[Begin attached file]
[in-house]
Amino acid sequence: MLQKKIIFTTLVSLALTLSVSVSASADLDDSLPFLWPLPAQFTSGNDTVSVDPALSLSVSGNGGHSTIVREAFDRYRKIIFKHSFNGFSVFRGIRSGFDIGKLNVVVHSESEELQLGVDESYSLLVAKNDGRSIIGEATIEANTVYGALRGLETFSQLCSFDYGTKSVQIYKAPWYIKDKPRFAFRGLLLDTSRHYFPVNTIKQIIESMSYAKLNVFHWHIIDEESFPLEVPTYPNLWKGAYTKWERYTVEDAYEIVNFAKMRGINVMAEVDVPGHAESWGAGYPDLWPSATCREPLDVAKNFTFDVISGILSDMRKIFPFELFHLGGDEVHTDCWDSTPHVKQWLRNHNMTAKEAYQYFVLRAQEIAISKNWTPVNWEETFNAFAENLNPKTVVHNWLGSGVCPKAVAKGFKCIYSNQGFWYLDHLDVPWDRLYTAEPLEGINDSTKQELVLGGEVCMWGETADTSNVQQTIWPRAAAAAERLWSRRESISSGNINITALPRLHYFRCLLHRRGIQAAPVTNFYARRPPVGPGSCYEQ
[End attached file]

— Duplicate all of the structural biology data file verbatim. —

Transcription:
[in-house]
Amino acid sequence: MLQKKIIFTTLVSLALTLSVSVSASADLDDSLPFLWPLPAQFTSGNDTVSVDPALSLSVSGNGGHSTIVREAFDRYRKIIFKHSFNGFSVFRGIRSGFDIGKLNVVVHSESEELQLGVDESYSLLVAKNDGRSIIGEATIEANTVYGALRGLETFSQLCSFDYGTKSVQIYKAPWYIKDKPRFAFRGLLLDTSRHYFPVNTIKQIIESMSYAKLNVFHWHIIDEESFPLEVPTYPNLWKGAYTKWERYTVEDAYEIVNFAKMRGINVMAEVDVPGHAESWGAGYPDLWPSATCREPLDVAKNFTFDVISGILSDMRKIFPFELFHLGGDEVHTDCWDSTPHVKQWLRNHNMTAKEAYQYFVLRAQEIAISKNWTPVNWEETFNAFAENLNPKTVVHNWLGSGVCPKAVAKGFKCIYSNQGFWYLDHLDVPWDRLYTAEPLEGINDSTKQELVLGGEVCMWGETADTSNVQQTIWPRAAAAAERLWSRRESISSGNINITALPRLHYFRCLLHRRGIQAAPVTNFYARRPPVGPGSCYEQ